if (result != null)
        use(result);
}

The important thing to notice here is that ecs.take() will get the first completed task, not just the first submitted one. Thus you should get them in the order of finishing the execution (or throwing an exception).

3

If you are using Java 8 and don't want to manipulate CompletableFutures, I have written a tool to retrieve results for a List<Future<T>> using streaming. The key is that you are forbidden to map(Future::get) as it throws.

public final class Futures
{

    private Futures()
    {}

    public static <E> Collector<Future<E>, Collection<E>, List<E>> present()
    {
        return new FutureCollector<>();
    }

    private static class FutureCollector<T> implements Collector<Future<T>, Collection<T>, List<T>>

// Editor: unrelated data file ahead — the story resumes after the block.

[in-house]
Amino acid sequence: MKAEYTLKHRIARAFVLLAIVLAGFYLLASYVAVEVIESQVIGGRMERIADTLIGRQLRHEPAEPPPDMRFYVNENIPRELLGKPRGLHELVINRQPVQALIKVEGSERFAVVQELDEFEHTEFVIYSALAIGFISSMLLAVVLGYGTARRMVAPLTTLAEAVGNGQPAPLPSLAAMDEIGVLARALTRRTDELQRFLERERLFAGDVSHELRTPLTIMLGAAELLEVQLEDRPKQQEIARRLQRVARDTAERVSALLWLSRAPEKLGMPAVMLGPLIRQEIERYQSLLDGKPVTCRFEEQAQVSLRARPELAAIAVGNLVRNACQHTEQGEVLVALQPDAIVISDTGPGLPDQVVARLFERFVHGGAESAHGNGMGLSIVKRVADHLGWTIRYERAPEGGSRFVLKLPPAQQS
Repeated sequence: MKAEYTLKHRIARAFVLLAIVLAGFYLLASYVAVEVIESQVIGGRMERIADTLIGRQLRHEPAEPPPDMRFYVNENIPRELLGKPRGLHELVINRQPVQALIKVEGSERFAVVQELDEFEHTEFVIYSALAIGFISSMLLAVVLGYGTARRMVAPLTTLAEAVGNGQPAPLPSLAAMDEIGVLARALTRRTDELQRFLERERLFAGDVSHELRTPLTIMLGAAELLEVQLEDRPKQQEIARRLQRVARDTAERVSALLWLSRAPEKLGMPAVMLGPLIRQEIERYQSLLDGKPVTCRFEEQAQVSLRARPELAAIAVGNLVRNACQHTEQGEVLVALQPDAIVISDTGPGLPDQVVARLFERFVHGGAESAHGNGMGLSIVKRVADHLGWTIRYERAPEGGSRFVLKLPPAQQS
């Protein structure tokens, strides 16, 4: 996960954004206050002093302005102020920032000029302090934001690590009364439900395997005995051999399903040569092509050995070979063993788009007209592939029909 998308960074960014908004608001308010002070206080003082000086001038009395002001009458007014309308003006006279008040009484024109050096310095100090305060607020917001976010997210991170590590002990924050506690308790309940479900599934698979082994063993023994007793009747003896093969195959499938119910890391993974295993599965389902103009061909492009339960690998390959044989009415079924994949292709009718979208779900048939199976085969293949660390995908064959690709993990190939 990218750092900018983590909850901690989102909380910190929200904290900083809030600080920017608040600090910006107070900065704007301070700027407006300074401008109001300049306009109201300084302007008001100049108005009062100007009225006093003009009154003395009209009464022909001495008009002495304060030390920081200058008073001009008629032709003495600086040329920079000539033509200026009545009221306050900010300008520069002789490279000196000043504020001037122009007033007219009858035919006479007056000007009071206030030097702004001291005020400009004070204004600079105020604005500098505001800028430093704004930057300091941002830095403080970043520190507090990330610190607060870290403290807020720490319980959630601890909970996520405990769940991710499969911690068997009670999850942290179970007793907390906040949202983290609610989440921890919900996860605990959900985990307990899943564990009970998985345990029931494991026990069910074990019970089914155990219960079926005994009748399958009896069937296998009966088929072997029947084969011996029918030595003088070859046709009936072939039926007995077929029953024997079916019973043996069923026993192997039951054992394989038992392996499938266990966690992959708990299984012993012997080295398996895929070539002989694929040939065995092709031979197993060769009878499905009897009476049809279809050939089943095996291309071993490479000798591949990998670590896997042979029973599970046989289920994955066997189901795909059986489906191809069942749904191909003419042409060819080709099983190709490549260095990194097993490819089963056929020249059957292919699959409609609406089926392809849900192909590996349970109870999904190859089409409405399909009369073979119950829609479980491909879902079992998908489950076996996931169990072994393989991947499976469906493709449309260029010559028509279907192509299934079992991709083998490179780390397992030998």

{
        private final List<Throwable> exceptions = new LinkedList<>();

        @Override
        public Supplier<Collection<T>> supplier()
        {
            return LinkedList::new;
        }

        @Override
        public BiConsumer<Collection<T>, Future<T>> accumulator()
        {
            return (r, f) -> {
                try
                {
                    r.add(f.get());
                }
                catch (InterruptedException e)
                {}
                catch (ExecutionException e)
                {
                    exceptions.add(e.getCause());
                }
            };
        }

        @Override
        public BinaryOperator<Collection<T>> combiner()
        {
            return (l1, l2) -> {
                l1.addAll(l2);
                return l1;
            };
        }

        @Override
        public Function<Collection<T>, List<T>> finisher()
        {
            return l -> {

                List<T> ret = new ArrayList<>(l);